11
APR
2015

Remembering Lon Simmons

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LISTEN to the Lon Simmons tribute on Hometown Heroes
Legendary sports announcer Lon Simmons passed away April 5, 2015 at the age of 91, and episode #362 of Hometown Heroes serves as a tribute to the World War II Coast Guard veteran, who shared some of his memories on Hometown Heroes in 2012.

Lon Simmons acknowledging the AT&T Park crowd on his 90th birthday, July 19, 2013.

Lon Simmons acknowledging the AT&T Park crowd on his 90th birthday, July 19, 2013.


Every veteran I’ve had the privilege of interviewing over the years has left a powerful impression on me. Regardless of ethnicity, faith, political philosophy, or any other demographic device, each one possessed a love for country and devotion to duty worth emulating. Lon Simmons was no exception to that rule, but unlike most of the veterans I encounter, Lon’s was a voice I’d been listening to my entire life. As a passionate San Francisco 49ers fan who didn’t have a television at home, I grew up hearing a lot of Lon on the radio. If you listen to this episode of Hometown Heroes, you’ll hear his unforgettable call of Steve Young’s electrifying 49-yard touchdown run against the Vikings in 1988. I’ll never forget where I was when I heard that call, and I know I’m just one of countless thousands who came to cherish his unique, exciting, genuine style on the radio. The following fall, I announced my first football game with the high-pitched voice of a 12-year-old.
Lon Simmons with Frank Sinatra at Candlestick Park (Courtesy of San Francisco Giants)

Lon Simmons with Frank Sinatra at Candlestick Park (Courtesy of San Francisco Giants)


Sports announcing is a subjective science. Some prefer the over-the-top partisan for whom the home team can do no wrong. Others are appalled by anything but a detached, minimally emotive play-by-play. Fans of the Giants, A’s, and 49ers remember Lon Simmons as someone who presented a great balance: he described the game objectively, but without forgetting who his audience was, and he always allowed the listener to feel the excitement of the moment.
I’d enjoyed the privilege of meeting Lon a few times over the years – I still remember the great introduction he recorded for the old “Rhyme Time” segment I used to do on local TV – but recording a two-part Hometown Heroes interview with him in 2012 was a real thrill. We corresponded a few times afterwards, and every interaction revealed a man as genuine as his on-air persona always indicated. That self-deprecating humor never left him either. Listen to Hometown Heroes to hear Lon describe how he found out about the Japanese attack on Pearl Harbor, some of his early baseball exploits as a right-handed pitcher, and how he ended up in the U.S. Coast Guard during World War II.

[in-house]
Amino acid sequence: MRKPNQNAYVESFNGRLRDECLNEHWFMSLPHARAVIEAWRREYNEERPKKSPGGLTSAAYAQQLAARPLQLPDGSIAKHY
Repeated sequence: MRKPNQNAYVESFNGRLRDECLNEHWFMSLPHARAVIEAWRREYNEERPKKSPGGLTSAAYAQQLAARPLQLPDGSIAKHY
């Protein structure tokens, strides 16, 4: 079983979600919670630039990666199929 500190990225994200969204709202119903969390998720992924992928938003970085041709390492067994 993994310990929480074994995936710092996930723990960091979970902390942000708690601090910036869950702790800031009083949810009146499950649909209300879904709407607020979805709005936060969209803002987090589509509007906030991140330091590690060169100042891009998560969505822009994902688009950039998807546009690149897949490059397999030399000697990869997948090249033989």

Saipan, 1944. Lon Simmons was there, serving on LST-205, visible in the left rear of the photo.

Saipan, 1944. Lon Simmons was there, serving on LST-205, visible in the left rear of the photo.


You’ll hear Lon remember mostly the misadventures from his three-and-a-half years in the Coast Guard, from the overturned boat that hit him on the head in Hawaii, to the nearly fatal toboggan race on a snow-covered slope in the Aleutians. He also explains why his professional baseball career as a pitcher was cut short, how a suggestion from his wife nudged him into radio, and when it was that he finally felt comfortable giving away his carpenter’s tools because radio looked like a solid career for him. From Elko, NV, to Marysville, CA, to a three-year stint in Fresno where memorable assignments included the Coalinga Horned Toad Derby, Lon’s enthusiastic approach served him well as he worked his way to San Francisco and the legendary Bay Area career that landed him in the broadcasters’ wing of the Baseball Hall of Fame. We’ll never forget his engaging voice, his genuine humility, his quick wit, or his signature home run call, “You can tell it goodbye!”
Paul Loeffler

To listen to the original two-part interview from 2012, click on Part I -or- Part II.

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